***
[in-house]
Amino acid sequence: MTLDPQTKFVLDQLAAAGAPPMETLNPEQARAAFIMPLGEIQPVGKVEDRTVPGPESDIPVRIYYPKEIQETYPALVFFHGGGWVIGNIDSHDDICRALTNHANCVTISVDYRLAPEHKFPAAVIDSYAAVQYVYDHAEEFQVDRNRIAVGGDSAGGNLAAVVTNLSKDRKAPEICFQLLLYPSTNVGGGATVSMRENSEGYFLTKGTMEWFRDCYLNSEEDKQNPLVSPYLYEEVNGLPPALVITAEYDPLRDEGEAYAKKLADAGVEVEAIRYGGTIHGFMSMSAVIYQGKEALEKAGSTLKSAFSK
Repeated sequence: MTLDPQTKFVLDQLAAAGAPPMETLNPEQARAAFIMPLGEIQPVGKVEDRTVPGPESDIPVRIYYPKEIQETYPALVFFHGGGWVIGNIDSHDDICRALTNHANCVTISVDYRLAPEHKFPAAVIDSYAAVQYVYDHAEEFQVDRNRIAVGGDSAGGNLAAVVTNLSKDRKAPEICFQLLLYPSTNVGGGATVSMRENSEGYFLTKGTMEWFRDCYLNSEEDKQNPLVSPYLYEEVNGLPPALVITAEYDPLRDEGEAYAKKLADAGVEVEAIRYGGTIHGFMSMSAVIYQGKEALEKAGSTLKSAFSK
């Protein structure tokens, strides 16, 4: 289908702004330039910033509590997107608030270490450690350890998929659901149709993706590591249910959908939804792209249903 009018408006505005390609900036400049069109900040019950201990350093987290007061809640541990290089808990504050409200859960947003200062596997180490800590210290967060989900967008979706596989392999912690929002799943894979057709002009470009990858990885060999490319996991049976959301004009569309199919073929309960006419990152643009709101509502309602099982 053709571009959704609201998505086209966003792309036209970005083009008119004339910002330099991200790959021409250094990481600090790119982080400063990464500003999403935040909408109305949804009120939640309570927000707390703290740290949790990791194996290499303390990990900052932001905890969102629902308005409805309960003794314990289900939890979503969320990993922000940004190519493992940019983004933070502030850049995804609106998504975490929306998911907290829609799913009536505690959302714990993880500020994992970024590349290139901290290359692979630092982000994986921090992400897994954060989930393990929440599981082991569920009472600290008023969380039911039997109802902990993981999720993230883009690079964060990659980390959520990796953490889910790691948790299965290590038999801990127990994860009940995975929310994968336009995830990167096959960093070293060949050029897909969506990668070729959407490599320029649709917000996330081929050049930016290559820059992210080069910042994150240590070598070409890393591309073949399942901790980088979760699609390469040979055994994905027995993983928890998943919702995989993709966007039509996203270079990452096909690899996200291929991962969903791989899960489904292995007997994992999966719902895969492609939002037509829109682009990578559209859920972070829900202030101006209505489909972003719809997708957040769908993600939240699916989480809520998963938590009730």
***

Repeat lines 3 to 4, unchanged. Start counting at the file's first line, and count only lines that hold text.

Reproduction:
Repeated sequence: MTLDPQTKFVLDQLAAAGAPPMETLNPEQARAAFIMPLGEIQPVGKVEDRTVPGPESDIPVRIYYPKEIQETYPALVFFHGGGWVIGNIDSHDDICRALTNHANCVTISVDYRLAPEHKFPAAVIDSYAAVQYVYDHAEEFQVDRNRIAVGGDSAGGNLAAVVTNLSKDRKAPEICFQLLLYPSTNVGGGATVSMRENSEGYFLTKGTMEWFRDCYLNSEEDKQNPLVSPYLYEEVNGLPPALVITAEYDPLRDEGEAYAKKLADAGVEVEAIRYGGTIHGFMSMSAVIYQGKEALEKAGSTLKSAFSK
């Protein structure tokens, strides 16, 4: 289908702004330039910033509590997107608030270490450690350890998929659901149709993706590591249910959908939804792209249903 009018408006505005390609900036400049069109900040019950201990350093987290007061809640541990290089808990504050409200859960947003200062596997180490800590210290967060989900967008979706596989392999912690929002799943894979057709002009470009990858990885060999490319996991049976959301004009569309199919073929309960006419990152643009709101509502309602099982 053709571009959704609201998505086209966003792309036209970005083009008119004339910002330099991200790959021409250094990481600090790119982080400063990464500003999403935040909408109305949804009120939640309570927000707390703290740290949790990791194996290499303390990990900052932001905890969102629902308005409805309960003794314990289900939890979503969320990993922000940004190519493992940019983004933070502030850049995804609106998504975490929306998911907290829609799913009536505690959302714990993880500020994992970024590349290139901290290359692979630092982000994986921090992400897994954060989930393990929440599981082991569920009472600290008023969380039911039997109802902990993981999720993230883009690079964060990659980390959520990796953490889910790691948790299965290590038999801990127990994860009940995975929310994968336009995830990167096959960093070293060949050029897909969506990668070729959407490599320029649709917000996330081929050049930016290559820059992210080069910042994150240590070598070409890393591309073949399942901790980088979760699609390469040979055994994905027995993983928890998943919702995989993709966007039509996203270079990452096909690899996200291929991962969903791989899960489904292995007997994992999966719902895969492609939002037509829109682009990578559209859920972070829900202030101006209505489909972003719809997708957040769908993600939240699916989480809520998963938590009730």